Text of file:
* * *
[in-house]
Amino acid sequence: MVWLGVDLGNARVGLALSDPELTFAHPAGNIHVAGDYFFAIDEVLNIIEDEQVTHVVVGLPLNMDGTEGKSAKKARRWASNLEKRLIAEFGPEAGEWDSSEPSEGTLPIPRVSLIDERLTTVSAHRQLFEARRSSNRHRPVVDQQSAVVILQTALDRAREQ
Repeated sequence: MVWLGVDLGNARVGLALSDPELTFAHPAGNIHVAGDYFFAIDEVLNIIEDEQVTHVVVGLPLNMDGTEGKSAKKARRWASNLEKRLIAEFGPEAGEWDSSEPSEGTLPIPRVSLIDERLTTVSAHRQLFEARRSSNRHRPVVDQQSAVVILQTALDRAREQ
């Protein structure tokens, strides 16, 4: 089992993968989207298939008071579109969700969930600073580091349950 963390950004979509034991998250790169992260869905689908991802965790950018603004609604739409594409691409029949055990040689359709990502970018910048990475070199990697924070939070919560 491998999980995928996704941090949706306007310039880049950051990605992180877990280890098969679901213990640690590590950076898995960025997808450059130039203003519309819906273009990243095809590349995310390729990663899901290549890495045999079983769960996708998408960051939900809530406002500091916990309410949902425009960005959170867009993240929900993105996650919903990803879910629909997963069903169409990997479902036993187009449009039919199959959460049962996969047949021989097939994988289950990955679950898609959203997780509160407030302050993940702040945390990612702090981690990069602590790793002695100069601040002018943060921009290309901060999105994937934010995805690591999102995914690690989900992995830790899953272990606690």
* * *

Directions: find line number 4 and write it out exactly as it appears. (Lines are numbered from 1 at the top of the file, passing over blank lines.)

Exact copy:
């Protein structure tokens, strides 16, 4: 089992993968989207298939008071579109969700969930600073580091349950 963390950004979509034991998250790169992260869905689908991802965790950018603004609604739409594409691409029949055990040689359709990502970018910048990475070199990697924070939070919560 491998999980995928996704941090949706306007310039880049950051990605992180877990280890098969679901213990640690590590950076898995960025997808450059130039203003519309819906273009990243095809590349995310390729990663899901290549890495045999079983769960996708998408960051939900809530406002500091916990309410949902425009960005959170867009993240929900993105996650919903990803879910629909997963069903169409990997479902036993187009449009039919199959959460049962996969047949021989097939994988289950990955679950898609959203997780509160407030302050993940702040945390990612702090981690990069602590790793002695100069601040002018943060921009290309901060999105994937934010995805690591999102995914690690989900992995830790899953272990606690």